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  • Writer's pictureKeith Kemph

Strategic Planning During Challenging Times

Lending in today’s climate certainly has its trials. While awaiting the fed and markets to do what’s right for consumers the lending industry continues to struggle. Thousands laid off, hundreds of businesses shuttered. The lack of stability will force any CEO to have their head down trying to navigate day-to-day survival.

It’s during times like this that the list of timeless challenges for successfully running a business are only magnified. Trying to find new areas for growth, developing your people, nurturing healthy communications and culture, confidently managing the P&L, execution of sales and marketing strategies. While all critical components any miss on juggling these sensitive pieces can have a dramatic impact on your workplace productivity or even lead to loss revenue, increased expenses, and turnover.

What is leadership to do, to set themselves up for exponential growth when the market does, and it will, turn back toward the positive? Albeit a very slow and cautionary turn back to positive. The switch won’t just flip.

To begin, first, leadership must take a deep breath and pause. Intentionally block out time on the calendar for effective strategic planning over the next 12 to 24 months. Whether it’s one week or pockets of time spread out over 30 days, it doesn’t matter. The key is to be intentional on gaining perspective of where you’ve been, lessons learned, and map out where you are going.

Next, define or revisit your vision for who you want to be to the marketplace. What problems are you wanting to solve, what value are you wanting to bring your clients? Acknowledge and journal the delta between your original vision and how it has evolved since coming off record years in lending. Record years production is where the vision, mission, and values of a firm can easily get lost. Articulate the refined value proposition you now want your business to focus on then document what are the key changes in your business model today that will be needed to achieve the revised vision, mission, objectives. Is it new product offerings like consumer or chattel loans so your more diversified to bring more value to your community? Is it being a critical resource for supporting the growing demand of seniors via reverse lending? Is it to rebuild your brand around providing world class service like Ritz Carlton? Who do you want to be in the marketplace when the market comes back? And know that it will. It always does.

Now take inventory of what changes your business will physically need to design, build, and implement to achieve the renewed, crystal-clear, strategy surrounding your products and services. Documenting the gaps in sales, marketing, service, operations, technology, and people. Documenting the prescriptions and dependencies for closing these gaps and successfully making the required changes. The key components of your project plan are not only prioritizing these changes based on cost benefit analysis, current budget, and capacity but equally important is implementing the change management project plan to both guide your existing organization through these changes but to ensure your infrastructure is set up for scalable growth under the refined vision, mission, and values your firm will focus on.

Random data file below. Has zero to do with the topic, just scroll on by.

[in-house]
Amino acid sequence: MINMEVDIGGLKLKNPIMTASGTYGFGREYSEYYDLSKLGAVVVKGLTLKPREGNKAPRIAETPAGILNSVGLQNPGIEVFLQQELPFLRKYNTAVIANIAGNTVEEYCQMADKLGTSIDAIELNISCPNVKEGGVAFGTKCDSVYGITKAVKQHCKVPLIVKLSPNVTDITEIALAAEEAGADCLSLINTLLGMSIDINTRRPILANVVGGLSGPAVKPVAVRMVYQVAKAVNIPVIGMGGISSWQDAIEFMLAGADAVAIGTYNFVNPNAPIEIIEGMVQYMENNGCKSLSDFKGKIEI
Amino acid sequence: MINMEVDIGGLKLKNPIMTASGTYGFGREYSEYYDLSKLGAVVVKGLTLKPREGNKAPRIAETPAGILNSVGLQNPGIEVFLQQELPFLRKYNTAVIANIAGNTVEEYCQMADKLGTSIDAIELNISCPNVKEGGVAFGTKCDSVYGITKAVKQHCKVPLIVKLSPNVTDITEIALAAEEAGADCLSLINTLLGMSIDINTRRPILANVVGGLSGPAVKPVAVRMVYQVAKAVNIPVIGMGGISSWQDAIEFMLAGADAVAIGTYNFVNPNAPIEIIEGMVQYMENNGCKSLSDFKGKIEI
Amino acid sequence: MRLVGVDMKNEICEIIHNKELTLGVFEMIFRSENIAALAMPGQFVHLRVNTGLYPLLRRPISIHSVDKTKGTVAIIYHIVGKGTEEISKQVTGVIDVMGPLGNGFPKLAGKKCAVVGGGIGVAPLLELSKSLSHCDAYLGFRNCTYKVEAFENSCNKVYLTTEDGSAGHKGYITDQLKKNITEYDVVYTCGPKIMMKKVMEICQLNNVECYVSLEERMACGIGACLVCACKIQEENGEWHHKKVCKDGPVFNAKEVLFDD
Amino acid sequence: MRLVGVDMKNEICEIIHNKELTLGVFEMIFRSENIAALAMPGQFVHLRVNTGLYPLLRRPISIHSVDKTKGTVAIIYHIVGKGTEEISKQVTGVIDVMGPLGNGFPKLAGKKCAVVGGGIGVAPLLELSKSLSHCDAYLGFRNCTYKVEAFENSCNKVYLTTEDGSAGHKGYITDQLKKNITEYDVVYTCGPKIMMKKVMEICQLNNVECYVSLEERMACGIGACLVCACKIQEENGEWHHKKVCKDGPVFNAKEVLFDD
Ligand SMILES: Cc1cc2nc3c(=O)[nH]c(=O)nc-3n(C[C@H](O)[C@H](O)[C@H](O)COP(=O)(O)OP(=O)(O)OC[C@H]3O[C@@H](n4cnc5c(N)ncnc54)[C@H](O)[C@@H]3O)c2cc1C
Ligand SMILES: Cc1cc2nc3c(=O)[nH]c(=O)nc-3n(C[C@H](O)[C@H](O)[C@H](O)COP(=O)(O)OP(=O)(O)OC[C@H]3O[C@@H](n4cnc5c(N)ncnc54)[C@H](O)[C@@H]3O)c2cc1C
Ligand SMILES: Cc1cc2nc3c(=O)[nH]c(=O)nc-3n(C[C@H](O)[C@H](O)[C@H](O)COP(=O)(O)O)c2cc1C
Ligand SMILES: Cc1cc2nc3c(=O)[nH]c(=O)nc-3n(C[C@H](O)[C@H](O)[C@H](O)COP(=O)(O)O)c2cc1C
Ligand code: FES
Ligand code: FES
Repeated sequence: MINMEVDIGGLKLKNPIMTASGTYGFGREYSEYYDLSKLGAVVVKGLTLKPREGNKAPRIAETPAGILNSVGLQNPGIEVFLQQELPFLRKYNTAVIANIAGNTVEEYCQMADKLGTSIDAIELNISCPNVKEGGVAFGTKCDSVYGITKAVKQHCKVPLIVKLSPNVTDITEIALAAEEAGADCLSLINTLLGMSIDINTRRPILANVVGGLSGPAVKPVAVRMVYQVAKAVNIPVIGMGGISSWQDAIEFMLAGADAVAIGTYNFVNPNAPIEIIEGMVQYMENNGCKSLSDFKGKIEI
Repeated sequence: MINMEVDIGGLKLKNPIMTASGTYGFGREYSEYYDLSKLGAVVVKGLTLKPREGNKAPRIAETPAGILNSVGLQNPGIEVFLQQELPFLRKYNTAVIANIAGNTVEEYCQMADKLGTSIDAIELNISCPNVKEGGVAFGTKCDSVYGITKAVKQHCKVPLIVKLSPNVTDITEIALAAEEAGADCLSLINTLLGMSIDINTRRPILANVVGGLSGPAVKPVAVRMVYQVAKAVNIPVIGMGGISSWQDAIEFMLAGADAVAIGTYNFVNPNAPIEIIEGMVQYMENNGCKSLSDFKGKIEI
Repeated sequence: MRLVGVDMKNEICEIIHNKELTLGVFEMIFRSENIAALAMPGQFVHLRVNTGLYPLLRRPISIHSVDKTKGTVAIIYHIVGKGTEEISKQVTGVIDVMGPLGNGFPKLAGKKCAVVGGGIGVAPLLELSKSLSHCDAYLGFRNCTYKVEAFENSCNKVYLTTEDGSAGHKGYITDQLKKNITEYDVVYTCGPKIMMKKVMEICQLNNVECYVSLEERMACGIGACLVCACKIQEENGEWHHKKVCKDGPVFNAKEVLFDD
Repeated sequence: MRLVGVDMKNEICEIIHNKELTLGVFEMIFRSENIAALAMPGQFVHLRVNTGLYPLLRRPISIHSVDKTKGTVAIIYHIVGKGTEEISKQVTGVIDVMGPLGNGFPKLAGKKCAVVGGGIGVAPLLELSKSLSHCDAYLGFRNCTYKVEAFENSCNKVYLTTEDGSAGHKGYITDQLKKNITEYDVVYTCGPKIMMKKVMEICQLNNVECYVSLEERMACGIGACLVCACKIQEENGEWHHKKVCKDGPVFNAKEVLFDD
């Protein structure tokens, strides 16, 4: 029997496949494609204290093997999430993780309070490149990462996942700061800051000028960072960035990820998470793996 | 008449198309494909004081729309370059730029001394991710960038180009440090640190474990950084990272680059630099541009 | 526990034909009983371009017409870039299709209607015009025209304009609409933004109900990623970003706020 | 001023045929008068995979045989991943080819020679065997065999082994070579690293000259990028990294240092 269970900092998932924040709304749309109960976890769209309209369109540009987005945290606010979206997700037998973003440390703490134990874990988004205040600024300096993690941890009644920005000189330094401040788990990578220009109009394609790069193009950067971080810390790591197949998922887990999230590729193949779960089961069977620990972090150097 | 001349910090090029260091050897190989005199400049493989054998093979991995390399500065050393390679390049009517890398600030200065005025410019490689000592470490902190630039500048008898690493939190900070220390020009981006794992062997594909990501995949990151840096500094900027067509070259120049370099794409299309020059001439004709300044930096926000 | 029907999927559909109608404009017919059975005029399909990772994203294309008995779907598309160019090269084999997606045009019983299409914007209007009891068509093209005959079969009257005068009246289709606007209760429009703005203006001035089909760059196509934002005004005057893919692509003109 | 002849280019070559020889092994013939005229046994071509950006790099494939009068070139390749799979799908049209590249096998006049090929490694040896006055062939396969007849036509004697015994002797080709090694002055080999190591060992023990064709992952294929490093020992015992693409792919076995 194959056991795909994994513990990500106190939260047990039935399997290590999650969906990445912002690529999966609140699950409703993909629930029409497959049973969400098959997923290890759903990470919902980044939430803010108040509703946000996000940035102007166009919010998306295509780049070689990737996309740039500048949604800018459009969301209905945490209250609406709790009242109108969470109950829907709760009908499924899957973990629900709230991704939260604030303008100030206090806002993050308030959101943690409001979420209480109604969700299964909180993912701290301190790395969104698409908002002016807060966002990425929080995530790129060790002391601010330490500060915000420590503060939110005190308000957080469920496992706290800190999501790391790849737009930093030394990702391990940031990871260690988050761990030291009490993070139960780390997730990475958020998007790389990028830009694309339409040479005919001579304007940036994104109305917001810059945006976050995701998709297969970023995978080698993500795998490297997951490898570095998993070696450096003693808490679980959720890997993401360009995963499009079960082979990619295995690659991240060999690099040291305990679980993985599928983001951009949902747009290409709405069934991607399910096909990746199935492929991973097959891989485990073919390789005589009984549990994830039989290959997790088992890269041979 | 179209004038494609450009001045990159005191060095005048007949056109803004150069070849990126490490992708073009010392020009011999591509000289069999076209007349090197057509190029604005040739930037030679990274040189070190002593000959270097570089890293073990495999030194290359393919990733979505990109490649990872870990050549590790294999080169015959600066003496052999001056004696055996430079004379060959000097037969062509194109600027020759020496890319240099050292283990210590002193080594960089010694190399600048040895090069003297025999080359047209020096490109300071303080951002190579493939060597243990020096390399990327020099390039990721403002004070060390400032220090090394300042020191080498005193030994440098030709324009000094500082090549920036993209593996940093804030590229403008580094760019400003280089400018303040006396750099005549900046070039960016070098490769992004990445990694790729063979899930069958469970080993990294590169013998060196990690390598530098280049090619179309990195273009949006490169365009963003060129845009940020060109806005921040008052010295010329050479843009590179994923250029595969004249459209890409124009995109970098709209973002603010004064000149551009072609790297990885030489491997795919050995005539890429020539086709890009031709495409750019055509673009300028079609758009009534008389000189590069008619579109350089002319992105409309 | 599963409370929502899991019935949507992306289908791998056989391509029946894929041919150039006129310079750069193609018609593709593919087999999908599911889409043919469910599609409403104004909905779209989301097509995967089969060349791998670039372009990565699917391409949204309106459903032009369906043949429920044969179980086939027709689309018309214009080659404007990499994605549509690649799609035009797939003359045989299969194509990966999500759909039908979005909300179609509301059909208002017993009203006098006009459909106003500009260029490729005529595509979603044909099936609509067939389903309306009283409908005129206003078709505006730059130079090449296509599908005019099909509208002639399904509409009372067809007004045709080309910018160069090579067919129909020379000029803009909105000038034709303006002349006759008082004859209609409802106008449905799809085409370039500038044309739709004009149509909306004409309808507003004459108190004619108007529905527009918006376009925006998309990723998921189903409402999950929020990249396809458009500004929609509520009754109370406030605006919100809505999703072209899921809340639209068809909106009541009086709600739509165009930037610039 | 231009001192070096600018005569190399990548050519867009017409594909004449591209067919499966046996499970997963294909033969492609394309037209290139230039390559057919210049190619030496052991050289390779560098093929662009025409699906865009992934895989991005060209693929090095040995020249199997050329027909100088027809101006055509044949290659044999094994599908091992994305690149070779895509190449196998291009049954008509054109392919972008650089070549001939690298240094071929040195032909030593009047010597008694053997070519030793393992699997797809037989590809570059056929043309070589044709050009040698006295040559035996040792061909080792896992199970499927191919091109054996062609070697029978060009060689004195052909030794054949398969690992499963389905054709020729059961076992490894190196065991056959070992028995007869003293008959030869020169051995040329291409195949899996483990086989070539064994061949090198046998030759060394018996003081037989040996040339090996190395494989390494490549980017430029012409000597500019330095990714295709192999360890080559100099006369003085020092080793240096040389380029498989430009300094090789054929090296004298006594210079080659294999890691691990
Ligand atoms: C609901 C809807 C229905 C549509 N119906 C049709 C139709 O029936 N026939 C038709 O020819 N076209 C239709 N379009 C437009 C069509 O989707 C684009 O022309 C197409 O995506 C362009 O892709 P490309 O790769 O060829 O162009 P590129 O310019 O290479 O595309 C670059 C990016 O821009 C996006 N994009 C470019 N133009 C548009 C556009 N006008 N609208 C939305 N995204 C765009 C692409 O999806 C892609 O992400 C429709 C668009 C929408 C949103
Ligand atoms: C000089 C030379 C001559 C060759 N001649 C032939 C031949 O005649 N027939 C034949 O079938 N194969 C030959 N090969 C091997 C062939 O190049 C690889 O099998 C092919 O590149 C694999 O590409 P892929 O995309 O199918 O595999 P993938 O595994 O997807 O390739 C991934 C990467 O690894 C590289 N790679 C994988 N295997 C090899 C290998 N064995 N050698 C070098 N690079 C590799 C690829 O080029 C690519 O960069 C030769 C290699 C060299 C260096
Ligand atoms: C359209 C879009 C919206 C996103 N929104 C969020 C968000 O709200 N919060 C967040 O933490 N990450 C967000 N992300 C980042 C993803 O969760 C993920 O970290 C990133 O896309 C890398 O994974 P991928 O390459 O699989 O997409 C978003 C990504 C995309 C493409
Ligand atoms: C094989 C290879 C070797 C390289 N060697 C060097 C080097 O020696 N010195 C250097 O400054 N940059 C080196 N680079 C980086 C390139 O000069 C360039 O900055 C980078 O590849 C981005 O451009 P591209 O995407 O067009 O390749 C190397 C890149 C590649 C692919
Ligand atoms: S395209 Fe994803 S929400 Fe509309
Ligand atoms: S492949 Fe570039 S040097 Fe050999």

With the mission critical components of your renewed strategic plan in clear view, now is the time to plot out the project plan into a realistic timeline with an initial start and end date. Recognize that the end date will evolve as various dependencies, costs, and people will impact the overall project plan.

Now execute. Sure, it sounds easier said than done. Up to this point, the strategic planning process for a leadership team is generally a smaller team effort that is contained throughout its development. However, when it comes to a small, medium, or large transformational strategy shift it will now require 100% support of the organization to fully execute.

A startling fact as we have found with our Clients, is that, respectfully, seven in ten leaders are exceptional visionaries but cannot lead their organization to execute on their desired strategy. Understandably so as visionaries rarely possess the required skills to execute. While the vision or beachhead may be clear, orchestrating, leading and managing execution can often be lost on them as they shift back into the visionary role. In the end, nothing matters unless your team can execute. Executive teams need to arm themselves with effective program management and change management strategies, frameworks, and methodologies to know they will be one of the three that succeed.

Keith Kemph is President & CEO of BlackFin Group, a management consulting firm that specializes in the banking, mortgage, and financial services industry. Keith has dedicated his career to helping firms ensure successful execution of critical business and technology projects to help them operate more efficiently and effectively. Keith's career includes management and executive roles with Citigroup, Bank of America, Dime Bank, Merrill Lynch and nearly a decade with a traditional top tier consulting firm in the financial services industry. For more information contact

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